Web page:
On Friday I will be invited by my business school alumni network to discuss self-awareness and why developing more of it can help us get what we want. As I was pondering on what to share – as much can be said – and what will be both powerful and practical to discuss, I settled on two problems that seem to be at the root cause of our lack of results, in any given area of our life.
The first is not being clear on what we actually value, and the second is not being clear on what we actually want.
Ever since I was a kid, I have said to myself that I wanted to make money when I grew up. Probably because I was used to a certain standard of living and saw it as a way to prove myself and make my family proud. I engaged in higher education with this in mind. The reality though, turned out quite different. When I had the chance to interview for a Summer internship at J.P. Morgan, I turned it down a few days before the interview to go visit family in Australia instead. I still ended up joining investment banking, but about 4 years later, I quit my cosy role at HSBC (which paid less than J.P. Morgan) to start my own business as a self-employed coach, taking an obvious financial hit. And then, 3 years after that, just when my coaching business was starting to take off and provide me some form of financial hope, I again chose the path of a pay cut to join the Founder of iDiscover 360 full time, because I believed in his vision and the impact we could make in the world of coaching and personal growth.
Over the years I sometimes felt like I was self-sabotaging. I don’t look at it this way anymore. What I see, is that while I still aspire to make money and want to be rewarded well for doing something that makes a difference and which I love, there are other things that I value more. At first I did not see this consciously, and could not quite understand why I kept taking the option that “paid me less”. But I have come to realise that my actions clearly show a different set of priorities that fulfil me more than what I told myself would. Today I am aware of these priorities consciously, but the previous lack of awareness around it has caused me to be somewhat confused for a long time, between what I thought and said I wanted, and what I actually ended up doing.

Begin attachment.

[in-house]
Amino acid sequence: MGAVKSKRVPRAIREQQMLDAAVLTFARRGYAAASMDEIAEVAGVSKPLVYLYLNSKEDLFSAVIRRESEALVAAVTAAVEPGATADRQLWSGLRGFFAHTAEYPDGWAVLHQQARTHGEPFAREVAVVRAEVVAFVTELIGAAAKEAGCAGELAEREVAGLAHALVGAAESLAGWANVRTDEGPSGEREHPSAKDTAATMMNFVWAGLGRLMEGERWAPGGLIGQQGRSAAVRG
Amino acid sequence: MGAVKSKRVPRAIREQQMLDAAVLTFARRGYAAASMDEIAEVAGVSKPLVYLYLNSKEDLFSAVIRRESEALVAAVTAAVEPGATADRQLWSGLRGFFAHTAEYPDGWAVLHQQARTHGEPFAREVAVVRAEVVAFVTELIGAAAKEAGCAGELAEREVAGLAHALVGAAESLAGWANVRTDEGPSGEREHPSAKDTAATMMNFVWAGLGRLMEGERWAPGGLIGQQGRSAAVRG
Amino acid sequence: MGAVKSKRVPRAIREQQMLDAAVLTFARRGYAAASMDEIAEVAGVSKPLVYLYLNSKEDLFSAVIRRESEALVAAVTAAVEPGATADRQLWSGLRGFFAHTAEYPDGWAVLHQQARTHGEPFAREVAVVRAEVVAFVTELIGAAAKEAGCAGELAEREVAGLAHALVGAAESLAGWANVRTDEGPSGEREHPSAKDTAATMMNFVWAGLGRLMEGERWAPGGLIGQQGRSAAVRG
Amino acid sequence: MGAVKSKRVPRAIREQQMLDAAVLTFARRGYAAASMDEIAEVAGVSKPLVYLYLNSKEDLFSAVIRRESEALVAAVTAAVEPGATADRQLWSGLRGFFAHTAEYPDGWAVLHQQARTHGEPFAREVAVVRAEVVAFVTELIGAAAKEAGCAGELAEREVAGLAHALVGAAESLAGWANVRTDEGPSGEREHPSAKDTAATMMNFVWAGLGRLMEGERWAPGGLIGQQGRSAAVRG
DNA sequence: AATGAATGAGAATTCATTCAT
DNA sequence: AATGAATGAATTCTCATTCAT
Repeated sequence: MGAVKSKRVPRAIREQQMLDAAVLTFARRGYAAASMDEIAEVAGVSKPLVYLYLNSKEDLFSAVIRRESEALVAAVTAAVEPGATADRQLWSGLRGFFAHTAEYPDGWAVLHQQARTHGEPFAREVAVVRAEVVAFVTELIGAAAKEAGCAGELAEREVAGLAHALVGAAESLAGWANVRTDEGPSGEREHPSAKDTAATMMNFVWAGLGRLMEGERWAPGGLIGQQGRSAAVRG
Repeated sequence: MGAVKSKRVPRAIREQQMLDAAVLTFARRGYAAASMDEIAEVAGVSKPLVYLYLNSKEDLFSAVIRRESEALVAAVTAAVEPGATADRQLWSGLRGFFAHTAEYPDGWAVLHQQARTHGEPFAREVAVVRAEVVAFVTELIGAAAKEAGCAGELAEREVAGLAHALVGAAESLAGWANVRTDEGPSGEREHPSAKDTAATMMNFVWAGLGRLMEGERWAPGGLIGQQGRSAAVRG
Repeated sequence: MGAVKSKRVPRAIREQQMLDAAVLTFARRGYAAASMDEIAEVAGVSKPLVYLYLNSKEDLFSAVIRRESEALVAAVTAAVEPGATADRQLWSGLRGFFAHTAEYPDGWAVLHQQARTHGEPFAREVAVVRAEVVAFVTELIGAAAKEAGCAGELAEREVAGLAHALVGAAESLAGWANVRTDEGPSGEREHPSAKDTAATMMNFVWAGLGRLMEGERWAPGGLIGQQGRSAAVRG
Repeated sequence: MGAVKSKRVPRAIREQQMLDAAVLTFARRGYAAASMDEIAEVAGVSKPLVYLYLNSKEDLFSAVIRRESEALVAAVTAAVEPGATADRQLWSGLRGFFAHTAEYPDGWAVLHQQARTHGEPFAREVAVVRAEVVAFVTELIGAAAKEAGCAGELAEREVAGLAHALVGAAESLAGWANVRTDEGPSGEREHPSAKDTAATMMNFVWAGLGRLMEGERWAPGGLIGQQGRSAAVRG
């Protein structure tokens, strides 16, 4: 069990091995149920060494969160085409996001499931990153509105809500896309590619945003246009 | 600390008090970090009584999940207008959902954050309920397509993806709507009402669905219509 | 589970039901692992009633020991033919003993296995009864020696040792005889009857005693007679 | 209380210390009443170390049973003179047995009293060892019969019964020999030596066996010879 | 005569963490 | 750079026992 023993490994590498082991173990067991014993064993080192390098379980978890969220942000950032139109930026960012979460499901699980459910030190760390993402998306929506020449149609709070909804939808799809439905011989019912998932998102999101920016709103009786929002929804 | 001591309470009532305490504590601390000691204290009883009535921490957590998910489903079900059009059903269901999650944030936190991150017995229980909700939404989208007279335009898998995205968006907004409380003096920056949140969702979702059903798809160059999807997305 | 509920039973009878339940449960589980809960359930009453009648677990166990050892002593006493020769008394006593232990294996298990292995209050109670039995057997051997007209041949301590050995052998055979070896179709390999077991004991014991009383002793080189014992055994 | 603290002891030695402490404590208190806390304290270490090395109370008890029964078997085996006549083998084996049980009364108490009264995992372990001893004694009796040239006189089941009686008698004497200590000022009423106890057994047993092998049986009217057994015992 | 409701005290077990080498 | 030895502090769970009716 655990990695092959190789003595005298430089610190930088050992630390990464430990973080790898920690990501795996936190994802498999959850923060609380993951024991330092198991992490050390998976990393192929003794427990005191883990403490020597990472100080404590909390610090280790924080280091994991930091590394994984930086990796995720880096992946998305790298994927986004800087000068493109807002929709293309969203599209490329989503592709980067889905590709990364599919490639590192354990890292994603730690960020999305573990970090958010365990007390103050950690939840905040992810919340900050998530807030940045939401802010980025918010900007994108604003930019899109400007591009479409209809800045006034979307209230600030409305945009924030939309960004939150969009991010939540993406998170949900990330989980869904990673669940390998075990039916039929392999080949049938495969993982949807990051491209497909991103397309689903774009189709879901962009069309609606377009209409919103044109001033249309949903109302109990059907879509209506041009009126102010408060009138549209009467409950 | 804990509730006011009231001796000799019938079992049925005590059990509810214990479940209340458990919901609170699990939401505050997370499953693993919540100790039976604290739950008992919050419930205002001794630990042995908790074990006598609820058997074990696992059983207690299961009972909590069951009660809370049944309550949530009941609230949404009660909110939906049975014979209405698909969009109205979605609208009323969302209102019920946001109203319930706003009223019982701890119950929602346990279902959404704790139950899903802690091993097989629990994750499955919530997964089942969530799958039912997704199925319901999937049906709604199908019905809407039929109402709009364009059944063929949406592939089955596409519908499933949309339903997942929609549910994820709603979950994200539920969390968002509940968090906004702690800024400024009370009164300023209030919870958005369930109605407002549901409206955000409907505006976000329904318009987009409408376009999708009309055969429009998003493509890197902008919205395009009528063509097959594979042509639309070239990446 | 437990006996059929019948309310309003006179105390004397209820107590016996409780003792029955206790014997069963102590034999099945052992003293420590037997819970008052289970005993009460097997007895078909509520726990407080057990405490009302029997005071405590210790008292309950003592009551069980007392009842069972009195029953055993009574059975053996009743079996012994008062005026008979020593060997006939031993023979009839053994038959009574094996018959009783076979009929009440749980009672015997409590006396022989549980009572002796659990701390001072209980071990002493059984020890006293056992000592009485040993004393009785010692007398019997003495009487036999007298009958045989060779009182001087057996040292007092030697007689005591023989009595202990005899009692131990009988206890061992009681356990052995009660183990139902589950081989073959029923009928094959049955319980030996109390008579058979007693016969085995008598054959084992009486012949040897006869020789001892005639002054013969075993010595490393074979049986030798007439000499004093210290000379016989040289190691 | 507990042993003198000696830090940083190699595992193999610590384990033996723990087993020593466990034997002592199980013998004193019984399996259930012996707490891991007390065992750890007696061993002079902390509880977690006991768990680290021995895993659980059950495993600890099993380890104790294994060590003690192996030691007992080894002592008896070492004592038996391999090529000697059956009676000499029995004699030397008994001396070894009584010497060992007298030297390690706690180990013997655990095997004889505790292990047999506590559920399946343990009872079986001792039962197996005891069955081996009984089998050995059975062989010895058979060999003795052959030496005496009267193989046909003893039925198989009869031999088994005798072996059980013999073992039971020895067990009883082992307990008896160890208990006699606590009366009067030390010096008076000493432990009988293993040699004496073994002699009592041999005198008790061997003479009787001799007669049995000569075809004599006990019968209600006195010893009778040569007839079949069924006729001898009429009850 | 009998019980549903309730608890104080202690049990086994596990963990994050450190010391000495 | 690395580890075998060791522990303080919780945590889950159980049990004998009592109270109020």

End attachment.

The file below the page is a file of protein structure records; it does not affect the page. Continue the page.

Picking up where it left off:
This is the first step to getting the results you want: becoming more clear on what you actually value, rather than what you think you value.
To explain the second one, I need to bring my marriage into this (nothing to worry about though, all is well and good…). My wife has been such a source of inspiration for me when it comes to having clear intentions about things. This is something I am still learning from her every day. Every time I have a talk or a new workshop to prepare, and I don’t know where to begin, she helps me distil what is the outcome I actually want to achieve. When we get clear on this, the rest happens by itself. Another situation where she exemplifies this is before she reaches out to someone she does not know, or introduces two people to each other. Whereas I might jump in and see what happens or let the people figure it out themselves, she gets very deliberate about the reason why she is doing it, therefore she knows clearly what it is she actually wants. This often leads to higher quality results and more fruitful conversations.
While I tend to set my long term goals rather easily, in the day to day minutiae of things I need to constantly remind myself to be more clear with my intentions and the outcomes I want to create. This is how author, speaker and coach Anthony Robbins makes this point. He asks: “What do you want?”; say the person replies: “I want to make more money”; then Tony Robbins throws them a note saying: “Fine, here’s a dollar, get out of here!”. No clear outcome, no fulfilling result.
This is the second step to getting the results you want: becoming more clear on what you actually want, and this means being specific and intentional.
Both of these can go a long way to maximising your achievements and your fulfilment! They may not always be sufficient, but they are undoubtedly necessary. In both cases, vagueness is the enemy, and self-awareness is the key.